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Tax Relief for Natural Disasters: What You Need to Know

Ryan Crawley Updated: June 27, 2023 • 4 min read
Tax Relief for Natural Disasters

The number of natural disasters striking has been increasing each year. In particular, there has been a rise in hurricanes, floods, typhoons, and tsunamis believed to be due to a combination of natural forces (like El Nino) and climate change.

While the number of deaths from natural disasters is decreasing thanks to better preparedness, the bad news is that natural disasters still affect about 160 million people a year.

The Financial Costs of Natural Disasters

Earthquakes, wildfires, tsunamis, tornadoes, hurricanes, and floods are not just going to make your life inconvenient for a while. They will turn your life upside down and hit your financial savings so hard that you may have to start from scratch all over again. In 2018, a federal report found that this resulted in $91 billion worth of damage in the United States alone.

Many people find that surviving a natural disaster is easy compared to having to deal with insurance companies. There is often a large amount of paperwork and time that must pass before receiving compensation for losses.

You may believe that your homeowner’s insurance will cover any damage to your house and the contents in it, but this is not always the case.  In fact, homeowner's insurance generally does not cover floods, earthquakes, mudslides, landslides, and sinkholes. A bit of bad luck and you could be financially ruined for the rest of your life.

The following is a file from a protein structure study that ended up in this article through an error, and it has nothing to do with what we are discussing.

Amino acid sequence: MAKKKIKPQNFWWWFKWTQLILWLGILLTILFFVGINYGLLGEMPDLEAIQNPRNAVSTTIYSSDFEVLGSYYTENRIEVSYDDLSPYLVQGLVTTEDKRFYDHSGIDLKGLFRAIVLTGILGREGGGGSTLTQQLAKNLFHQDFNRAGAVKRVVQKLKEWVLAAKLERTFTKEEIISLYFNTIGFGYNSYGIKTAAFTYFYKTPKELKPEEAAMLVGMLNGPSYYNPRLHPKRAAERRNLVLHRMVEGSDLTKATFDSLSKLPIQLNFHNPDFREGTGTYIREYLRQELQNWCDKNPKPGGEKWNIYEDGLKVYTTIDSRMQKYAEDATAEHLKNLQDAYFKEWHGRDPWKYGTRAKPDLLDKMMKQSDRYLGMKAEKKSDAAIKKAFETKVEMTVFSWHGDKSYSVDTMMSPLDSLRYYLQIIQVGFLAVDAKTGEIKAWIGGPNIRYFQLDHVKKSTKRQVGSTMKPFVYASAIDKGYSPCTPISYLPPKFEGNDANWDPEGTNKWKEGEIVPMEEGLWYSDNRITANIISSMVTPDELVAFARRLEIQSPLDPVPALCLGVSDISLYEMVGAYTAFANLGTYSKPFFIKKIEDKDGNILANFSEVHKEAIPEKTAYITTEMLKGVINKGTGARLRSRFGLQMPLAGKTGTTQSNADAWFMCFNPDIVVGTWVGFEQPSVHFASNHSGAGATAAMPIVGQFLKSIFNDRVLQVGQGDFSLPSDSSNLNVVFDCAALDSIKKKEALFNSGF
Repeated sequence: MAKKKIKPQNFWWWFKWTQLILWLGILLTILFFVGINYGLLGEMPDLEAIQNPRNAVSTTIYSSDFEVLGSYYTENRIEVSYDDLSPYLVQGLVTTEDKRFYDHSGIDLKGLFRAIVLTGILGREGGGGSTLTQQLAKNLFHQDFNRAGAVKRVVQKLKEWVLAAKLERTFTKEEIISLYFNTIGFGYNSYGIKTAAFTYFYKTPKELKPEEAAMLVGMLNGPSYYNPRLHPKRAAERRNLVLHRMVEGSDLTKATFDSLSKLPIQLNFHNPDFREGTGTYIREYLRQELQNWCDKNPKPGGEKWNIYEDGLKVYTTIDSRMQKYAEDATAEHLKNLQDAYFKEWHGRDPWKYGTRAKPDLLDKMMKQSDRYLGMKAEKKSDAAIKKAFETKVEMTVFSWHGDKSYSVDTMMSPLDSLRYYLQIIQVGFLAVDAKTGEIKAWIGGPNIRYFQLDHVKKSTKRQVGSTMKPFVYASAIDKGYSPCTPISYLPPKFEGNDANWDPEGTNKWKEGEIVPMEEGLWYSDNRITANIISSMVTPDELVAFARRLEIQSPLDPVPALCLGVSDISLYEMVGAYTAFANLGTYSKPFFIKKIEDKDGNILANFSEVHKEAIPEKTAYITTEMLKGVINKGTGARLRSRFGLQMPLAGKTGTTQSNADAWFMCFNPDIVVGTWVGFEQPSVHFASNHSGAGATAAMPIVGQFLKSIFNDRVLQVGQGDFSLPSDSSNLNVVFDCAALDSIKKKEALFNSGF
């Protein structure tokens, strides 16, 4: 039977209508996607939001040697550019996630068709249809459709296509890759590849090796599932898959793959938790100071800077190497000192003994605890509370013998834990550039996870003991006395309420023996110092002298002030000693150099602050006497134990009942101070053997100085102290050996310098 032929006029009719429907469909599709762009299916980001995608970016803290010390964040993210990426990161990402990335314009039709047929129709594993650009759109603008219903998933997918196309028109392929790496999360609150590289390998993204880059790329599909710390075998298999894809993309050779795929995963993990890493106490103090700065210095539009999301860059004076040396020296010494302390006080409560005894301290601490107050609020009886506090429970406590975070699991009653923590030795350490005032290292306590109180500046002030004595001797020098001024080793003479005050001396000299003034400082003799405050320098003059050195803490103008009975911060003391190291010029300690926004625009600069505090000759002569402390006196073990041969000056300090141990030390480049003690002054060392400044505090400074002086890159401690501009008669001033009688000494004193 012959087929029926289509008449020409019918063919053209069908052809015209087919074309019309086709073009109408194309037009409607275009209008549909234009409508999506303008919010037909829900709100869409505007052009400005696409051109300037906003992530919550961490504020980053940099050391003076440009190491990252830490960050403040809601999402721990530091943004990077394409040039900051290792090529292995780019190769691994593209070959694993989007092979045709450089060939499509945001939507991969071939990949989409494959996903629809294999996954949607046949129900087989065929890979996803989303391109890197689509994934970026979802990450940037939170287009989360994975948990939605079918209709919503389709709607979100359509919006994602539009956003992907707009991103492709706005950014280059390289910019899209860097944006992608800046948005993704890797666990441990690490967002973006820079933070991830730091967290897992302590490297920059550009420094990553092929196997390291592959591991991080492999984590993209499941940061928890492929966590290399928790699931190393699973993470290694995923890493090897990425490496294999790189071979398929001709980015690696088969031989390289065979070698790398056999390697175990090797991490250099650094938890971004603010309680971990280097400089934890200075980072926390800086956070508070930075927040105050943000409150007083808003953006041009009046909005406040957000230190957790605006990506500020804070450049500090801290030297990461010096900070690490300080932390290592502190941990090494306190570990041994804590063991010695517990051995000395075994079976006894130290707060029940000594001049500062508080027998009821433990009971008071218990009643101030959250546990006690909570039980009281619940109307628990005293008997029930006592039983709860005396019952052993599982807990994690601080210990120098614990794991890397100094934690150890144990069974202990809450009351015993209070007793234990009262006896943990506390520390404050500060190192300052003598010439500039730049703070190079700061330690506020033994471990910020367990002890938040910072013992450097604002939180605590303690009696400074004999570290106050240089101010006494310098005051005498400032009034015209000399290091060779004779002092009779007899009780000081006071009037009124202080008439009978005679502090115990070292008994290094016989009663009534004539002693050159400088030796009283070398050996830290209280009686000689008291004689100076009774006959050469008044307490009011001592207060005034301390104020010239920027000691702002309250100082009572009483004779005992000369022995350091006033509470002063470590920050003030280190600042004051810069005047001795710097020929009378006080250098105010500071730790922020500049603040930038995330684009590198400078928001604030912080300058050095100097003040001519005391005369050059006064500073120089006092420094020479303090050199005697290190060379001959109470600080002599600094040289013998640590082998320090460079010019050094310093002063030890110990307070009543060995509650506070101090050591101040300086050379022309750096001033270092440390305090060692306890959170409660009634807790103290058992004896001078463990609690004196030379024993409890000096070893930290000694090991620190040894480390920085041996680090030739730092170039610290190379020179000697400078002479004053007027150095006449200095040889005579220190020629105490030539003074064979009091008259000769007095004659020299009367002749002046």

Tax Relief for Natural Disasters

One financial benefit that people often initially overlook in the face of natural disasters is eligibility for tax relief. While a personal loan can help you get immediate funds, tax relief opportunities can also benefit you. IRS tax relief is a real thing and could help you get back on your feet again. According to the IRS’s own policy, if you or your business are located in a federally designated disaster area, you are considered an affected taxpayer and can receive certain special benefits. Let’s explore the types of tax relief available to those who have gone through a natural disaster.

1. Access Your Retirement Accounts Without Penalty

Most of us probably have some sort of retirement account, either a 401k or IRA, for when we finally reach our golden years. However, we all know that if we touch the money early in these accounts before we reach a certain age, we are subjected to penalties such as the 10 percent early withdrawal penalty inflicted on us by the IRS.

If you have survived a natural disaster, however, you can take advantage of free access to your retirement accounts, helping you with your current financial needs without facing any type of penalty. There are certain limitations involved in this, so you should be certain to contact reputable tax relief companies first.

2. Save Money with Casualty Deductions Tax Relief